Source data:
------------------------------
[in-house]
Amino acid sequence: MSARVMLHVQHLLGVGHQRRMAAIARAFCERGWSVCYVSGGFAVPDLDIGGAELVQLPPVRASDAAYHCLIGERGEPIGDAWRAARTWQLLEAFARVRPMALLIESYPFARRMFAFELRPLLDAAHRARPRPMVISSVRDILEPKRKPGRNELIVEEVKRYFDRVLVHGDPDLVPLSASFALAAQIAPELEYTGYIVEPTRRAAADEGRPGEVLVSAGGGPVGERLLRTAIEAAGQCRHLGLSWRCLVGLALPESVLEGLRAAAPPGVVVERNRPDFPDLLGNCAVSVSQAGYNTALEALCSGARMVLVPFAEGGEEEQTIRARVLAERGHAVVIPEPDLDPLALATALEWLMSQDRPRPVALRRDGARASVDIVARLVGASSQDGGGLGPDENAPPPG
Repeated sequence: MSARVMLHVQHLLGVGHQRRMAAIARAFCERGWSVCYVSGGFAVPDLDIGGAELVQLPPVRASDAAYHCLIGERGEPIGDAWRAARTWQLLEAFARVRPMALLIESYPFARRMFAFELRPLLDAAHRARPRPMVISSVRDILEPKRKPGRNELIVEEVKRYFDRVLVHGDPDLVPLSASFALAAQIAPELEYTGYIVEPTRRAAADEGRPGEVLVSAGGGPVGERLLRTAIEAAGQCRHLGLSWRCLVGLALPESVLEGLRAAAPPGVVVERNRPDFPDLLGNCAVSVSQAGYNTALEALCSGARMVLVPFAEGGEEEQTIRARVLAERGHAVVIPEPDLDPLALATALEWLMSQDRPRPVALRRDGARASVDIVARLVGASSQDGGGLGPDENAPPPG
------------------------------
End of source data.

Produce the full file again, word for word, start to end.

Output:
[in-house]
Amino acid sequence: MSARVMLHVQHLLGVGHQRRMAAIARAFCERGWSVCYVSGGFAVPDLDIGGAELVQLPPVRASDAAYHCLIGERGEPIGDAWRAARTWQLLEAFARVRPMALLIESYPFARRMFAFELRPLLDAAHRARPRPMVISSVRDILEPKRKPGRNELIVEEVKRYFDRVLVHGDPDLVPLSASFALAAQIAPELEYTGYIVEPTRRAAADEGRPGEVLVSAGGGPVGERLLRTAIEAAGQCRHLGLSWRCLVGLALPESVLEGLRAAAPPGVVVERNRPDFPDLLGNCAVSVSQAGYNTALEALCSGARMVLVPFAEGGEEEQTIRARVLAERGHAVVIPEPDLDPLALATALEWLMSQDRPRPVALRRDGARASVDIVARLVGASSQDGGGLGPDENAPPPG
Repeated sequence: MSARVMLHVQHLLGVGHQRRMAAIARAFCERGWSVCYVSGGFAVPDLDIGGAELVQLPPVRASDAAYHCLIGERGEPIGDAWRAARTWQLLEAFARVRPMALLIESYPFARRMFAFELRPLLDAAHRARPRPMVISSVRDILEPKRKPGRNELIVEEVKRYFDRVLVHGDPDLVPLSASFALAAQIAPELEYTGYIVEPTRRAAADEGRPGEVLVSAGGGPVGERLLRTAIEAAGQCRHLGLSWRCLVGLALPESVLEGLRAAAPPGVVVERNRPDFPDLLGNCAVSVSQAGYNTALEALCSGARMVLVPFAEGGEEEQTIRARVLAERGHAVVIPEPDLDPLALATALEWLMSQDRPRPVALRRDGARASVDIVARLVGASSQDGGGLGPDENAPPPG